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Factors Encouraging Drug Abuse

By Rica Lewis ; Updated August 14, 2017

Drug abuse can lead to addiction, a serious and potentially fatal dependence upon drugs or other harmful substances. Addiction is a chronic, relapsing brain disease, which according to the National Institute on Drug Abuse (NIDA), changes the structure in the brain and how it works. While taking drugs at any age is conducive to addiction, NIDA reports taking drugs at an early age is more likely to lead to abuse.

Peer Pressure/Adolescence

Several reasons exist which explain why people use drugs. Curiosity and peer pressure are among the greatest reasons people choose to try drugs. Because the brains of adolescents are still developing, specifically the pre-frontal cortex (area of the brain that enables decision-making and supports self-control), the risk of children making poor decisions increases. In addition, peer pressure plays a role, further escalating the risks. Children whose grades are poor or have family members who abuse drugs or engage in criminal activities, particularly parents or other elders, are more susceptible to substance abuse. However, even those without these risk factors can be swayed by peers to use drugs, according to the NIDA.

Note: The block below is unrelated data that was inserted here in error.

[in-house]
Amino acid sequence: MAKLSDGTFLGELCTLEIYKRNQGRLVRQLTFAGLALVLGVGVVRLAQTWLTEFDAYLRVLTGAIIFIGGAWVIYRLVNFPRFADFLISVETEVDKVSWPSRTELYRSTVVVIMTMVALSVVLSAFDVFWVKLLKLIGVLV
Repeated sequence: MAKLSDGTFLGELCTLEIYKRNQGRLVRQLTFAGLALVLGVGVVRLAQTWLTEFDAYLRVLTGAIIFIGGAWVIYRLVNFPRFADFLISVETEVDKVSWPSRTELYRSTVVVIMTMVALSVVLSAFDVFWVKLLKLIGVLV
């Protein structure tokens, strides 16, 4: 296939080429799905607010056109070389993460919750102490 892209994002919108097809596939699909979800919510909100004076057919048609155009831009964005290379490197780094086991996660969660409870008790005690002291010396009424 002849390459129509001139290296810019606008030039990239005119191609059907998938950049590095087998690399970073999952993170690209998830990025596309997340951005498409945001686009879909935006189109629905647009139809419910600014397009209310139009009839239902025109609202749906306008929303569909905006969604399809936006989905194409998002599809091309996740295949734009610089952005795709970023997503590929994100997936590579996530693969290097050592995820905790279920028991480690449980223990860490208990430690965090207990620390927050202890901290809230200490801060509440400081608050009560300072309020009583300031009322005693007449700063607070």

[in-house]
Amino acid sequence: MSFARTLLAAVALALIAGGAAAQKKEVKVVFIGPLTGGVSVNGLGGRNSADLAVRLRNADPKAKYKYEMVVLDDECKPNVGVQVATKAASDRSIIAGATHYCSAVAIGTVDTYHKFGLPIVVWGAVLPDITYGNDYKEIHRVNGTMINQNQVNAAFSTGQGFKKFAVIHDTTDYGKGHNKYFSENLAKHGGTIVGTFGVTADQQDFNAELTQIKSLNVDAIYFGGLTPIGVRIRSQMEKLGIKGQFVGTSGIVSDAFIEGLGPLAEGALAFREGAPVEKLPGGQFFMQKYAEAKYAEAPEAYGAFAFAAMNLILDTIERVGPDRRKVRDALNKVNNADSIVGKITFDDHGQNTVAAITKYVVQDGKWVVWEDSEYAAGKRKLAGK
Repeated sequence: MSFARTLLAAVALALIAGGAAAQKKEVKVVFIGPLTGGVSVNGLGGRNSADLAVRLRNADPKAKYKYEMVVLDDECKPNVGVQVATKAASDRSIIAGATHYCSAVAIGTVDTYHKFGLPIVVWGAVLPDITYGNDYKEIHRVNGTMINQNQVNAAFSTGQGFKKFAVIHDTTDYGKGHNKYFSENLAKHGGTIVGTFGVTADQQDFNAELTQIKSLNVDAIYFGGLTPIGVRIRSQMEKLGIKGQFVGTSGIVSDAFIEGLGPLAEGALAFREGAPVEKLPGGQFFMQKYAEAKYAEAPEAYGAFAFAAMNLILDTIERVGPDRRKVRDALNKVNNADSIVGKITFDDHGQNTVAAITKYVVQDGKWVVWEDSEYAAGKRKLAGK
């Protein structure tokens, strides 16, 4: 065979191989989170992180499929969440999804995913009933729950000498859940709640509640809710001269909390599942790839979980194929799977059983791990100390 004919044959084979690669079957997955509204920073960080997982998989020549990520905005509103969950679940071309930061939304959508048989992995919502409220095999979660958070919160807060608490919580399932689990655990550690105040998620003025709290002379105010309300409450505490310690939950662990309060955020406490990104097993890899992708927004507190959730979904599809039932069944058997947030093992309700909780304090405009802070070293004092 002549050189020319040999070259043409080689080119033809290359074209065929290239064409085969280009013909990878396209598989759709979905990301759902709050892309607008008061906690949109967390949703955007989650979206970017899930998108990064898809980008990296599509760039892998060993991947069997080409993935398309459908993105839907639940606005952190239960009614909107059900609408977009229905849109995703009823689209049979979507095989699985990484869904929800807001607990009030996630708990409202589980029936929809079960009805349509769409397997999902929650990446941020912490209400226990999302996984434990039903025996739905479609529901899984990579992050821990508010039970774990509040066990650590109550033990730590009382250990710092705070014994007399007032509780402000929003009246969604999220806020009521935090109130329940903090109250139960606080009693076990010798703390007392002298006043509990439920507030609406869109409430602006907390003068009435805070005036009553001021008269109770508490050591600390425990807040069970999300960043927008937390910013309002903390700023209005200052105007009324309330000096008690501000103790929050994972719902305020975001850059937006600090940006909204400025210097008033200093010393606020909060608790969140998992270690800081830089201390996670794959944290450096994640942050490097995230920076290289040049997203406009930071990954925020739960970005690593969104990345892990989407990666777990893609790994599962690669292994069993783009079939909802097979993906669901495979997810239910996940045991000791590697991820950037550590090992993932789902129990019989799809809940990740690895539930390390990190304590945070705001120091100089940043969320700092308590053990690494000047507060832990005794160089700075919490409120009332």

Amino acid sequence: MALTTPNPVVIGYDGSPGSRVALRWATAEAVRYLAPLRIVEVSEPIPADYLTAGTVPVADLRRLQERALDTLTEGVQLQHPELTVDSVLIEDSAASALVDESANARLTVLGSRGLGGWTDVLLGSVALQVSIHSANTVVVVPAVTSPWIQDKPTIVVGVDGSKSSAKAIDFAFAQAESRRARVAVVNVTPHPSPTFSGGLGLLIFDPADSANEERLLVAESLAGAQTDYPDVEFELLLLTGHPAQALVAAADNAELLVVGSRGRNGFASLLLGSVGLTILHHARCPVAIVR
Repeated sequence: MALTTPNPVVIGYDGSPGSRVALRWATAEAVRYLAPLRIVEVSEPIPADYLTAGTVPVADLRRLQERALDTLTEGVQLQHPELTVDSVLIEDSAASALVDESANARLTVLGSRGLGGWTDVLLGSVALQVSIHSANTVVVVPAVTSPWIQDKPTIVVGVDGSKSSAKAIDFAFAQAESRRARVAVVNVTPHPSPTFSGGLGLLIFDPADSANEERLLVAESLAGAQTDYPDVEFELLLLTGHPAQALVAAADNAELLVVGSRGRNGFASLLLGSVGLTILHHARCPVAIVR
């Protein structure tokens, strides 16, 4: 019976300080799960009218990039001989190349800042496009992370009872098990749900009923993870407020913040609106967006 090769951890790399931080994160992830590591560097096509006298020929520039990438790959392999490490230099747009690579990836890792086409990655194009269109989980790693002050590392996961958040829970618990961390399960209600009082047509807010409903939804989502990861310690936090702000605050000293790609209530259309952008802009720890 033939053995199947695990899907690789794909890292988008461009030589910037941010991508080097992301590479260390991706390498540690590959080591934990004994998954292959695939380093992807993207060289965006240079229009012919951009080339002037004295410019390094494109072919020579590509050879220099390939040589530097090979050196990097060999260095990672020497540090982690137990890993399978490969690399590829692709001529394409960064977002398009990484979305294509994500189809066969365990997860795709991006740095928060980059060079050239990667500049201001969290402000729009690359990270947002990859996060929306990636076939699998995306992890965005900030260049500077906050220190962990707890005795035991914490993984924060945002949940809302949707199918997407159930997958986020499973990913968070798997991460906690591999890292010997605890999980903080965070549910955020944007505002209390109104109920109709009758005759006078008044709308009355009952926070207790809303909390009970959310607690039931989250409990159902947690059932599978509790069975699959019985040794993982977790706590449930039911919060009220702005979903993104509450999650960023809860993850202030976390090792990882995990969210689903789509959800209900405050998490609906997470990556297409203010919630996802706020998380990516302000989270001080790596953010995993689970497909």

Stress/ Depression

Stress and depression are major contributing factors to drug abuse. The NIDA reports many people begin using drugs to feel better, particularly those with social anxiety, stress related disorders and depression. In addition, individuals with these disorders are more likely to relapse after a period of sobriety. Learning stress management techniques and receiving proper support are helpful for those with stress and depression risks. In some cases, medical interventions like prescription anti-depressants are beneficial coping tools.

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Home and Family

Family members are chief influencers of a person's behavior, offering support or negatively affecting the decisions and lifestyle of an individual. The impact of the home environment is generally most important in childhood, according to NIDA. In addition, NIDA reports scientists estimate genetic factors may account for 40 to 60 percent of an individual’s vulnerability to drug abuse, which proves family plays a role in both biological and environmental factors that may determine a person’s risk of drug abuse. Parents who monitor their children’s behavior and support positive friendships can help prevent drug abuse. Resources are available to help parents establish connections with their children that may hinder drug abuse.

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